CLEMSON — Four animal scientists and a graduate student from the College of Agriculture, Forestry and Life Sciences and three Clemson Extension agents are in Argentina to learn more about grass-fed, sustainable livestock production. Supported by a USDA grant, the Clemson team left for Argentina earlier this month and will be returning March 28.

“We want to build a bond between Clemson University and Instituto Nacional de Technologia Agropecuria of Argentina,” said John Andrae, Clemson forage crops specialist. “We will establish a four-year research and education project to expose Clemson faculty, students and Extension agents to forage-based sustainable livestock systems in Argentina and develop research collaborations with Argentine scientists. The outcome would be to do research incorporating promising Argentine forage and livestock system practices under replicated research settings in the southeastern U.S.”

The Clemson team includes Susan Duckett, Scott Pratt and Tom Jenkins from the animal and veterinary sciences department; John Andrae from the entomology, soils and plant sciences department; Clemson Extension agents Brian Beer, Matt Burns and Kevin Campbell; and graduate student Ashley Burns.

Research by Duckett and Andrae has found that forage-fed beef has a higher nutritional value than its grain-fed counterpart. Forage-fed beef has 40 percent less fat and higher concentrations of omega-3 fatty acids, vitamin E and beta carotene than grain-fed beef.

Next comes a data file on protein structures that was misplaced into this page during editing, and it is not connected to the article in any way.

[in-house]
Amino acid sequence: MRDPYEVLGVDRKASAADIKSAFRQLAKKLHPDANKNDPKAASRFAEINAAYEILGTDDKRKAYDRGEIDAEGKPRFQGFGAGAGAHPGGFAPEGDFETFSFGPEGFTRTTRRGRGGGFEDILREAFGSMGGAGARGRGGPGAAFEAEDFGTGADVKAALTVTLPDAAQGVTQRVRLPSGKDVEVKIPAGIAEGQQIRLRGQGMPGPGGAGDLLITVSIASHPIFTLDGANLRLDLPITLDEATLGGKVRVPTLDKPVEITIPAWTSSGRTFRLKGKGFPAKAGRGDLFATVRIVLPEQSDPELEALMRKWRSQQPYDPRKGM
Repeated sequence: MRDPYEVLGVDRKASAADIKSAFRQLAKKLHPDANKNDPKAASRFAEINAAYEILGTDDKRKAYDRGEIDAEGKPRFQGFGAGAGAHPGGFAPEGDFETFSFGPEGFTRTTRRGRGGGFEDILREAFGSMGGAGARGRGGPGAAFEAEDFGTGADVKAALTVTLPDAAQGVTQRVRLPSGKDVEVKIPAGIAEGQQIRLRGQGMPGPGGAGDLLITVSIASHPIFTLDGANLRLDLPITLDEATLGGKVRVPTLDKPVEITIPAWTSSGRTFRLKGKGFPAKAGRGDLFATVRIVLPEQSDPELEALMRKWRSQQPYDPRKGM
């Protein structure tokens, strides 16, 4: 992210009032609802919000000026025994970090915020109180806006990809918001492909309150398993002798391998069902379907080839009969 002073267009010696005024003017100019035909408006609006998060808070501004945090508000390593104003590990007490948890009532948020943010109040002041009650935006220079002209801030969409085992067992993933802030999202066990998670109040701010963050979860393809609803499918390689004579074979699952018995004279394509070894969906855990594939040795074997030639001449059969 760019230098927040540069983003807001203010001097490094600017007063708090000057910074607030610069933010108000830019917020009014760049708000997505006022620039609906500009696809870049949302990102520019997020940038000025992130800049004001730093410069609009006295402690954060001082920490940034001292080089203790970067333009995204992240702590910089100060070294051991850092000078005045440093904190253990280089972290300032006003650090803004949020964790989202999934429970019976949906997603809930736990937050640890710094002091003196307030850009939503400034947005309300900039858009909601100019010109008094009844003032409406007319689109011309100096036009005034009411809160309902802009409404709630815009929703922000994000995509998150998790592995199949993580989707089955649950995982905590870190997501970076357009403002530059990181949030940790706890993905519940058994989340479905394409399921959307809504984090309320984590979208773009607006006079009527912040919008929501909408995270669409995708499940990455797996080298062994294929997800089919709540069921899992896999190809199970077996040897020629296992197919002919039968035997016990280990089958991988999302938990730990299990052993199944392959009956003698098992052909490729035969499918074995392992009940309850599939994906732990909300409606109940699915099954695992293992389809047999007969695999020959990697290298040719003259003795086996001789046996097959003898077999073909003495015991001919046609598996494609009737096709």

According to Andrae, there is a growing niche market nationwide for pasture-fed beef. High-quality forage can be grown year round in the Southeast, which already raises 25 percent of the calves for the beef industry. A goal of this project is to increase the efficiency, profitability and sustainability of all Southeast beef systems, including cow-calf production.

“Uncertain costs have increased the risk involved in livestock industries,” said Andrae. “But there's also a need for knowledge regarding animal production and product quality. Forage and livestock production systems in Argentina rely on fewer inputs, such as supplemental animal feed, additives and high levels of commercial fertilizer.”

You can follow Clemson team members in Argentina by visiting their blog at